People worried about getting on will stand near the doors and rush the doors, which means they will slow people who need to get off the train.

So as soon as people lose confidence in the train it gets even worse.

7. Apparently the doors can error out in two ways.  If the door tries to close three times and it can’t, it will error out, which the train operator can reset.  But if the door is physically out of alignment, this is basically an unfixable error until it is realigned.

This is where the real problem comes.  Failed doors are to be expected in transit systems.  But the train control (CBTC) system we have (Thales SelTrac™) in combination with the train we have (Alstom Citatis Spirit) has this decision in its risk matrix: a train with failed doors is not allowed to move under automated train control.

My thanks to Ken Woods (@drivesincircles) for explaining the train control issue on Twitter.

This was the eye-opening tweet for me:

He goes on to provide additional detail:

CBTC also enforces train suitability, meaning the CBTC system will not allow a train to move with a safety issue like an open door.  So, bypassing that safeguard requires us to bypass CBTC, making the train itself invisible to the other trains being controlled by CBTC.
— Ken Woods (@drivesincircles) October 9, 2019

Once bypassed, we have to move that invisible train back to the depot, and prevent other trains from getting too close. A bypassed train can only move at 25kph, and for obvious reasons cannot stop at stations.
— Ken Woods (@drivesincircles) October 9, 2019

I blinked too. The train will not authorize traction with an open door and an active VOBC. No idea if this is an Alstom or Thales thing, but the door loop override kills movement until the train is cut out.
— Ken Woods (@drivesincircles) October 9, 2019

(VOBC means Vehicle On-Board Computer.)

And this CBTC interaction with the trains is where everything falls apart.

Because the train can’t move under automated control, the entire less-than-5-minutes train system running on dual tracks gets replaced with a single track under automated control and a manual track where the train slowly chugs back to be repaired.

This means trains now arrive at something like 15 minute or longer intervals.

But Rush Hour peak demand means hundreds of people arriving continuously by bus at Blair and Tunney’s, which means they have to be cleared out on packed trains every 5 minutes or less, or the stations become dangerously crowded.

Which is what happened.

We should just be grateful that people managed this massive overcrowding.

UPDATE: Ken Woods saysCBTC no longer needs to be cut out when bypassing doors.”  So this should fix the major cascade issue that leads to big train delays.  END UPDATE

Immediate Fixes

>> Dwell Time

Probably the easiest fix is to change the dwell times for the trains, particularly at busy stations.  This means just change the door times so they are open longer.  This will mean longer end-to-end train rides for everyone, but should greatly reduce the door issues.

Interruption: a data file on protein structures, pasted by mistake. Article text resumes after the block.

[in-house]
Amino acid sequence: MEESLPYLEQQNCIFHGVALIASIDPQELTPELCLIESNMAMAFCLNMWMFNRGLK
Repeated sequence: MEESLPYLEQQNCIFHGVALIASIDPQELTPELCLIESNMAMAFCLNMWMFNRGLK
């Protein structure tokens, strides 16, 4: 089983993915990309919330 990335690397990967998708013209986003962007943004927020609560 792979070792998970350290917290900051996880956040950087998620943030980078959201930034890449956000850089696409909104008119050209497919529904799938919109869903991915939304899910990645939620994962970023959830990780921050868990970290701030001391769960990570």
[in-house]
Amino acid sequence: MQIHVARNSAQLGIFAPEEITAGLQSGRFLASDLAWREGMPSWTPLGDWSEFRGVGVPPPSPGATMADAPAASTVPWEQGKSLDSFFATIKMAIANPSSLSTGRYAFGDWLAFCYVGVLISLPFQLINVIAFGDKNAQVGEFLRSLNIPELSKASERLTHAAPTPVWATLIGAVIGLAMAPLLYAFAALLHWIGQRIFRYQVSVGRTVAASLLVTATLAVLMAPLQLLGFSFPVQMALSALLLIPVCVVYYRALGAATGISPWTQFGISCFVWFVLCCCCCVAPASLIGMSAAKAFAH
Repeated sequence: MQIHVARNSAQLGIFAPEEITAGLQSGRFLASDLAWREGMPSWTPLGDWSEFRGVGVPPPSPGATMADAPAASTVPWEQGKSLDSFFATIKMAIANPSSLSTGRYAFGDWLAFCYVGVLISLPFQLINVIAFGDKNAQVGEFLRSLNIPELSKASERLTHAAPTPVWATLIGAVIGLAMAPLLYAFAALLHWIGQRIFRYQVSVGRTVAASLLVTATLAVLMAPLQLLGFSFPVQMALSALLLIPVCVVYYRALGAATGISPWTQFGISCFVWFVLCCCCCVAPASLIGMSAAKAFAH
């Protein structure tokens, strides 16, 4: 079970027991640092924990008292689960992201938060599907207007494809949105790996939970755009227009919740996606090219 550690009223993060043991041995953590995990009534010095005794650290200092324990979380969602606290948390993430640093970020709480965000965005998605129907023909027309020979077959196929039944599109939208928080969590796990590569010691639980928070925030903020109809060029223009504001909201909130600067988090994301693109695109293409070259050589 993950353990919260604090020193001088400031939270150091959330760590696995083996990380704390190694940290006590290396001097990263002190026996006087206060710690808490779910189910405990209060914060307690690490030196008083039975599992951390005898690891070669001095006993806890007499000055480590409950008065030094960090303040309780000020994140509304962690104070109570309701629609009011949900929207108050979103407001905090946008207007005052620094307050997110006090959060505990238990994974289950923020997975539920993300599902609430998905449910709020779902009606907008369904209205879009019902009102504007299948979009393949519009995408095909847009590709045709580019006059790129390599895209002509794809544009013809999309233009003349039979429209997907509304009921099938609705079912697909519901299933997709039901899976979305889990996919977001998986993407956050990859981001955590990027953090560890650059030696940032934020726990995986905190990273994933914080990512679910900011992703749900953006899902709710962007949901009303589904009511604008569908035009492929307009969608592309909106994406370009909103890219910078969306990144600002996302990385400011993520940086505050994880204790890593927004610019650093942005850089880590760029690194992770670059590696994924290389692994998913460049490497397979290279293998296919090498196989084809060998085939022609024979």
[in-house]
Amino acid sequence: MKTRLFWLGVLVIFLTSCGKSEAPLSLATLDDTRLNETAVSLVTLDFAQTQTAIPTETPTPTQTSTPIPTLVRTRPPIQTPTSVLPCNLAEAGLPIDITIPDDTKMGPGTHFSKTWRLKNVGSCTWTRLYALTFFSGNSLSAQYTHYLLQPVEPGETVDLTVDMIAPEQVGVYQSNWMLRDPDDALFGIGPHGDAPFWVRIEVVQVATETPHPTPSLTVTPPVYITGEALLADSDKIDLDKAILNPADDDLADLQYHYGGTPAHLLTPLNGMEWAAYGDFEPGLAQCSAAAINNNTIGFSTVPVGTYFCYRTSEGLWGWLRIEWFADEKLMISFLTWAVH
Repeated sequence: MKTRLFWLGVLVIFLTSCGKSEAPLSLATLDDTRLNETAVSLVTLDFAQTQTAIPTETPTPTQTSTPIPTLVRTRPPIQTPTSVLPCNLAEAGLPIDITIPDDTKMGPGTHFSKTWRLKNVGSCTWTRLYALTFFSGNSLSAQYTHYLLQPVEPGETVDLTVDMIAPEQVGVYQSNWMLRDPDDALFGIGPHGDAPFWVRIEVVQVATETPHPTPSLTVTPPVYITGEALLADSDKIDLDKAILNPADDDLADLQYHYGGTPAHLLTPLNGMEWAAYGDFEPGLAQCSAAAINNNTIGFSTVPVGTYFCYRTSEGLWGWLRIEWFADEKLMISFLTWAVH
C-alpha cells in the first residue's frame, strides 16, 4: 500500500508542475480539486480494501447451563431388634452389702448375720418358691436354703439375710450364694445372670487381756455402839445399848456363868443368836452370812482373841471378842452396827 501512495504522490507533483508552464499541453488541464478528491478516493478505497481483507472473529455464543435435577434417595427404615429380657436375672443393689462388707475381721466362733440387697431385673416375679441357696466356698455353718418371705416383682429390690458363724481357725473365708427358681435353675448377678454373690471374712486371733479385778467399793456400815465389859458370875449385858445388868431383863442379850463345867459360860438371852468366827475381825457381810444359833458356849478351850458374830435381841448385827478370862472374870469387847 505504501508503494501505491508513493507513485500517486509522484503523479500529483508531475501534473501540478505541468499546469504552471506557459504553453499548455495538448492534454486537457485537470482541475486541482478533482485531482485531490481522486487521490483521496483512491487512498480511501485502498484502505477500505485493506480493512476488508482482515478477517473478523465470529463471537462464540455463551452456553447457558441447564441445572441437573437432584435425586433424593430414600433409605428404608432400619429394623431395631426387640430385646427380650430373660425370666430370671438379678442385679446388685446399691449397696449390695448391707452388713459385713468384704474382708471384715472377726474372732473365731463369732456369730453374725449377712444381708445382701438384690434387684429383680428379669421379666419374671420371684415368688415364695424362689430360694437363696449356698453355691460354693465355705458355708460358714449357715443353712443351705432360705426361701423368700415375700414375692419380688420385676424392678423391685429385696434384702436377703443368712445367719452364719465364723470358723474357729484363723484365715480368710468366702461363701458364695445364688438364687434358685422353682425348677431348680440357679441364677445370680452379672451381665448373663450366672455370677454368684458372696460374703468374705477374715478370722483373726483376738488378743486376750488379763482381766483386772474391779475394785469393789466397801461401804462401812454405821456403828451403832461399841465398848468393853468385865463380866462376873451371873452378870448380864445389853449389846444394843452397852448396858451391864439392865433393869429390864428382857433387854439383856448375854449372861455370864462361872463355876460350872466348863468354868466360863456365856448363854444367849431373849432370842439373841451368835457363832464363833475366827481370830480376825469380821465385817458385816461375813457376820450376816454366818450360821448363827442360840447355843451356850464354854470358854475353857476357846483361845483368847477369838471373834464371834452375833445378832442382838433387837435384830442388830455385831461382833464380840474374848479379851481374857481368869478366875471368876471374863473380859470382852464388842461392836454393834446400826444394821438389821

>> Boarding Decals

We could also put down boarding decals.  People in Ottawa love following signs.  But this means the doors have to always be at the same position, regardless of train direction or train configuration, and I’m not sure this is the case (you’d have to check with OC Transpo).

TTC platform decals
Decals from TTC expanding boarding decals test to southbound St George platform

>> Straphangers

Install straps so that people can stand safely anywhere in the train.

>> Buses

If we are still having capacity issues, OC Transpo needs to add buses back into the system.  Yes, I know this is a terrible option.  It seems like there are some peak demand points, so these could be e.g. express buses that go only Blair to uOttawa or only Tunney’s to Parliament.

Medium-Term Fixes

>> Change Automated Control Scenarios

The most important fix of all is to examine train failure modes, and re-evaluate when a train should be excluded from automated (CBTC) control.  The goal should be to find mitigations so that exclusion from automated control is minimized.

As long as it is safe to do so, it is way way better to run an empty train with a door fault under automated control, than to shut down an entire track and massively increase the time between trains.

UPDATE: Ken Woods saysCBTC no longer needs to be cut out when bypassing doors.”  So this should fix the major cascade issue that leads to big train delays.  END UPDATE

>> Min Headway

If we can get headways (spacing between trains) even lower, say 3 minutes or less, it will ease platform demand.  But I understand there are risks with pushing the system to tight spacing, and so this is something to set as a goal for the medium term.

However, headway is more complicated than it might initially seem, as the rail operators have to switch from one end of the train to the other at the end stations.

On a 4 minute headway, the train pulls in and leaves again within 240 seconds if it is precisely on time. It takes the operator 120 seconds to change ends. – Ken Woods

Long-Term Fixes

For Stage 2, Ottawa should look at side seating for the trains.

But this is a design decision with consequences too: it means long standing commutes for people coming from the most distant stations, and it means some people having to stand on totally uncrowded trains outside of Rush Hour.